NASA gets "unusually close" look at a black hole devouring a star and "leaving nothing but a long noodle of hot gas"
What happens when a star gets too close to a black hole? "Unusually close" observations from NASA reveal just how complex and catastrophic it can be.
The agency's Jet Propulsion Laboratory said on Tuesday that multiple telescopes recently watched a massive black hole about 10 times the mass of our sun located about 250 million light-years away from Earth "tearing apart an unlucky star that wandered too close." It was the fifth-closest observation of such an occurrence, known as a tidal disruption event, and was first spotted on March 1, 2021.
So, what exactly happened when the star and the black hole crossed paths?
First of all, it's not something that happens in a single moment. According to NASA, it's a long process that can take weeks or months as the black hole's gravity slowly sucks in the star's being. In the most recent observation, it took place over the course of about five-and-a-half months.
"The side of the star nearest the black hole was pulled harder than the far side of the star, stretching the entire thing apart and leaving nothing but a long noodle of hot gas," NASA said.
The observations of the event, called AT2021ehb, were published in the Astrophysical Journal in September.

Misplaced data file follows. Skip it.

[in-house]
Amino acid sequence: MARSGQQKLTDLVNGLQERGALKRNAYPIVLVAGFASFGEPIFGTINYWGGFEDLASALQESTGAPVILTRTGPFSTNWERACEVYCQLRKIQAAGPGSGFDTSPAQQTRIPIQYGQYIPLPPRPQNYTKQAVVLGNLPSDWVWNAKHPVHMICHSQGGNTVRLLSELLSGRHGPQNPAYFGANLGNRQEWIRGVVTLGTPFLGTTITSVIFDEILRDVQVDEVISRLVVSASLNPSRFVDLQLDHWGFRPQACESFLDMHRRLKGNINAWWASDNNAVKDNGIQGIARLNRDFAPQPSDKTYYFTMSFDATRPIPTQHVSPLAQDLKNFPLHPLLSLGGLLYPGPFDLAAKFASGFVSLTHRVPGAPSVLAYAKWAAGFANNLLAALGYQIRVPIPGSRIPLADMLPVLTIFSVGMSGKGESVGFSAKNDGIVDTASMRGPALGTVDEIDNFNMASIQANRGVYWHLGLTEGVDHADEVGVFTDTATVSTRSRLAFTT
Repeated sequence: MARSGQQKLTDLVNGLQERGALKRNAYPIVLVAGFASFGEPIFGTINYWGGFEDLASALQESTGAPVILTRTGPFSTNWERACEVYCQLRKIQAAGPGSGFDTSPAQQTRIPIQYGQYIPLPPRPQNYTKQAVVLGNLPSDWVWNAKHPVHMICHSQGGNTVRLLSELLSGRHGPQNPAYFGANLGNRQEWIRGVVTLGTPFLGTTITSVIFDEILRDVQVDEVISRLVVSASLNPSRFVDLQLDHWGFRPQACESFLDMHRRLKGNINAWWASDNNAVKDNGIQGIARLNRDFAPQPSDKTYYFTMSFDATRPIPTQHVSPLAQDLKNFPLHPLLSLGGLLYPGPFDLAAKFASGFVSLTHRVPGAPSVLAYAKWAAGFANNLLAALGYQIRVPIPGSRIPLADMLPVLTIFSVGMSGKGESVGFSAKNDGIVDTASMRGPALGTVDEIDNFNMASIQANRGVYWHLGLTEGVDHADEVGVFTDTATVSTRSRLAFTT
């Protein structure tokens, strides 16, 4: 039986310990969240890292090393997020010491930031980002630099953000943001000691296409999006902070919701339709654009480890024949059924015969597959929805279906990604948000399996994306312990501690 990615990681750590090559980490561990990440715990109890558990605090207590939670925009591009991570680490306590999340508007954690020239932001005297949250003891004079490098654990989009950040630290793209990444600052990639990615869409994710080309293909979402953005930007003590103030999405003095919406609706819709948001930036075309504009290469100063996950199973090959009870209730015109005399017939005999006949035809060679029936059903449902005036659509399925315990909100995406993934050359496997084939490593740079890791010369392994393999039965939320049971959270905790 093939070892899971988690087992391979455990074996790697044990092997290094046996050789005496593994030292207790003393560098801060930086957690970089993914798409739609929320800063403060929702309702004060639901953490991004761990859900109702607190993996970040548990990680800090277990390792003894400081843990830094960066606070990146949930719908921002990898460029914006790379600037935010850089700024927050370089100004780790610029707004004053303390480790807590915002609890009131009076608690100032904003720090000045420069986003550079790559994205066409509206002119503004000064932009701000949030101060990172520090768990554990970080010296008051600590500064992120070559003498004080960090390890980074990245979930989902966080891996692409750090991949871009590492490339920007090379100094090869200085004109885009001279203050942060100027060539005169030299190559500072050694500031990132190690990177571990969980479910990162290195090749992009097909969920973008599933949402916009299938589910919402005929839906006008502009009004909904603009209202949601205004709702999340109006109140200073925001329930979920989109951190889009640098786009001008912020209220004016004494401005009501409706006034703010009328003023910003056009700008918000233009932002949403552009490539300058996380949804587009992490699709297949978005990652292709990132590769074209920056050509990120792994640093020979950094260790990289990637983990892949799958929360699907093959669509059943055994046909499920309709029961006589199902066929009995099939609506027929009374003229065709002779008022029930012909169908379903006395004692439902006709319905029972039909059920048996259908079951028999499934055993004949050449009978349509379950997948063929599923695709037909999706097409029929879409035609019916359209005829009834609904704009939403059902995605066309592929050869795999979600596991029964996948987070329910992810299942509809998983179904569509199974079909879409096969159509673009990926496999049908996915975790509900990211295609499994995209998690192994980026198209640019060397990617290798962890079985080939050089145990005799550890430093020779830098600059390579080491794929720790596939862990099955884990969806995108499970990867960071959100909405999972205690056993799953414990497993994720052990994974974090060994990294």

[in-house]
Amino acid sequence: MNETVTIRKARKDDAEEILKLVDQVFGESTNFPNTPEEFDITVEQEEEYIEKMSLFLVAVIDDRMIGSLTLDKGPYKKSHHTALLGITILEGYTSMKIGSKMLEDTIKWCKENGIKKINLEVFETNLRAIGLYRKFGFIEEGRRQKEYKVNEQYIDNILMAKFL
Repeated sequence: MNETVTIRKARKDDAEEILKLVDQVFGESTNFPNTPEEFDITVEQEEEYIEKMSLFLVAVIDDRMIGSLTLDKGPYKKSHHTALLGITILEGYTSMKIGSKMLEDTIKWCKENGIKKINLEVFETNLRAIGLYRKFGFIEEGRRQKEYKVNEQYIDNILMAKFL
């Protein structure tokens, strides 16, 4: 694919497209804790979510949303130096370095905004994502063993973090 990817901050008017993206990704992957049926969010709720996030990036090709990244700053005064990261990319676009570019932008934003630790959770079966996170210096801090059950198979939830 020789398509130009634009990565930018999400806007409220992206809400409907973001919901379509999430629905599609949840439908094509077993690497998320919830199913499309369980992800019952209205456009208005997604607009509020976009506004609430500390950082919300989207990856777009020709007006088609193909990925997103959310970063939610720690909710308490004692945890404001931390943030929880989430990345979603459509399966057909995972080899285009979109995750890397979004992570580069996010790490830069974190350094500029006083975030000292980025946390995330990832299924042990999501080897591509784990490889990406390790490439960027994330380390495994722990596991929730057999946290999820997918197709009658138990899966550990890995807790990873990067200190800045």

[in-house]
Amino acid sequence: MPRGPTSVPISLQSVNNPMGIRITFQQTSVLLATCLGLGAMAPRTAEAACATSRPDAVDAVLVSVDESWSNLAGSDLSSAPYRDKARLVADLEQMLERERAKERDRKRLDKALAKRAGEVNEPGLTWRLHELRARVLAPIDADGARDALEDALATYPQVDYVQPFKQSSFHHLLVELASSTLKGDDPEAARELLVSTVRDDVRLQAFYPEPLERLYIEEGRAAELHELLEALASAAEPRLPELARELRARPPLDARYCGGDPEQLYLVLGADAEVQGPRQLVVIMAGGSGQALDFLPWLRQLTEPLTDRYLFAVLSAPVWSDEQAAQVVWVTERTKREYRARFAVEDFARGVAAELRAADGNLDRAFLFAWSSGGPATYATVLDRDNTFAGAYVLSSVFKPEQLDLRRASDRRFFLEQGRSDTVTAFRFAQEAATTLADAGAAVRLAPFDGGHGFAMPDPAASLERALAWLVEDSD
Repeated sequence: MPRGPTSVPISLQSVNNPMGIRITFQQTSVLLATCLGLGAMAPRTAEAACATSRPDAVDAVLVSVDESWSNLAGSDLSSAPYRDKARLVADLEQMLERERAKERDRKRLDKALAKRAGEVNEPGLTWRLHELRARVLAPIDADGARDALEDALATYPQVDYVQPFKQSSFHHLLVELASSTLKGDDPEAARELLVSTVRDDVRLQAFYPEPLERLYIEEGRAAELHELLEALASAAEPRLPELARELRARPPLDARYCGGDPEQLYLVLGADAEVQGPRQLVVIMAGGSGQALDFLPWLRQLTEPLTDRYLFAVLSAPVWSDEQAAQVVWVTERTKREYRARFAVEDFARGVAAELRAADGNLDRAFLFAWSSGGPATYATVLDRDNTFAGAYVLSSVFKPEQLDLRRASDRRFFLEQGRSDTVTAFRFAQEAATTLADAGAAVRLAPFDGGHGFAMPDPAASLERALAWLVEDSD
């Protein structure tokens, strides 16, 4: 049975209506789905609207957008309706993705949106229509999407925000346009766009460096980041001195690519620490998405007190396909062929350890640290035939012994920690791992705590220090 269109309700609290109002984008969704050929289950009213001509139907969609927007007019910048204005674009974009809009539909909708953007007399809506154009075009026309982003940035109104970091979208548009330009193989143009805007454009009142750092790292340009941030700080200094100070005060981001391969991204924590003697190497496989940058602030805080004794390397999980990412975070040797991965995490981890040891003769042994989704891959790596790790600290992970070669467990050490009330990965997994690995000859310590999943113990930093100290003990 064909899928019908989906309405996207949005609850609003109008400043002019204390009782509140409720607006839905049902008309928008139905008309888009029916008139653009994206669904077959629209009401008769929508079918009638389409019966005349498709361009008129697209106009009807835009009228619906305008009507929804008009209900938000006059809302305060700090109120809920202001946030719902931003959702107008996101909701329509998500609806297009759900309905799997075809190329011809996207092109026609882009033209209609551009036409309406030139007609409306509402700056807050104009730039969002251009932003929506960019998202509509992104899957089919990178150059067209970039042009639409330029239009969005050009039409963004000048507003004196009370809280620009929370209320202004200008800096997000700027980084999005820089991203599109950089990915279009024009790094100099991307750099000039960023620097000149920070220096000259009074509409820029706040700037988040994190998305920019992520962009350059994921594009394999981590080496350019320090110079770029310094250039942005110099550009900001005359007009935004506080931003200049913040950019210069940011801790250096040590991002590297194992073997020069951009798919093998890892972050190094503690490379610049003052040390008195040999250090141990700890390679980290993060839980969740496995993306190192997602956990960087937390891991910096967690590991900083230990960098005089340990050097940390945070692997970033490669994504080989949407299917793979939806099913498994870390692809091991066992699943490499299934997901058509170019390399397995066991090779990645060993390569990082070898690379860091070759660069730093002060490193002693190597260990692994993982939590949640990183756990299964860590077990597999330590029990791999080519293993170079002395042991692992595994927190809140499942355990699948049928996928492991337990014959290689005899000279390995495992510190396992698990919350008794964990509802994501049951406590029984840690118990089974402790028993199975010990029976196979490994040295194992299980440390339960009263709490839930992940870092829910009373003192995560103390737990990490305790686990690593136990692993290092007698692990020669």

"Tidal disruption events are a sort of cosmic laboratory," study co-author Suvi Gezari said. "They're our window into the real-time feeding of a massive black hole lurking in the center of a galaxy."
The study said that the event also provided an "unprecedented view" of one element of the process – the formation of a corona. This happened as the star was being demolished and spawned a "dramatic rise" in high-energy X-ray light, NASA said. As that happened, the corona formed above the black hole.
But the creation of the corona – a cloud of hot plasma – in this particular event surprised astronomers. Coronae usually come with jets of gas flowing in opposite directions from the black hole, but in this case, there were no jets at all.
Yuhan Yao, a Caltech graduate student and lead author of the study, said this isn't just a rare occurrence – it's a totally new observation.
"We've never seen a tidal disruption event with X-ray emission like this without a jet present, and that's really spectacular because it means we can potentially disentangle what causes jets and what causes coronae," they said. "Our observations of AT2021ehb are in agreement with the idea that magnetic fields have something to do with how the corona forms, and we want to know what's causing that magnetic field to get so strong."
for more features.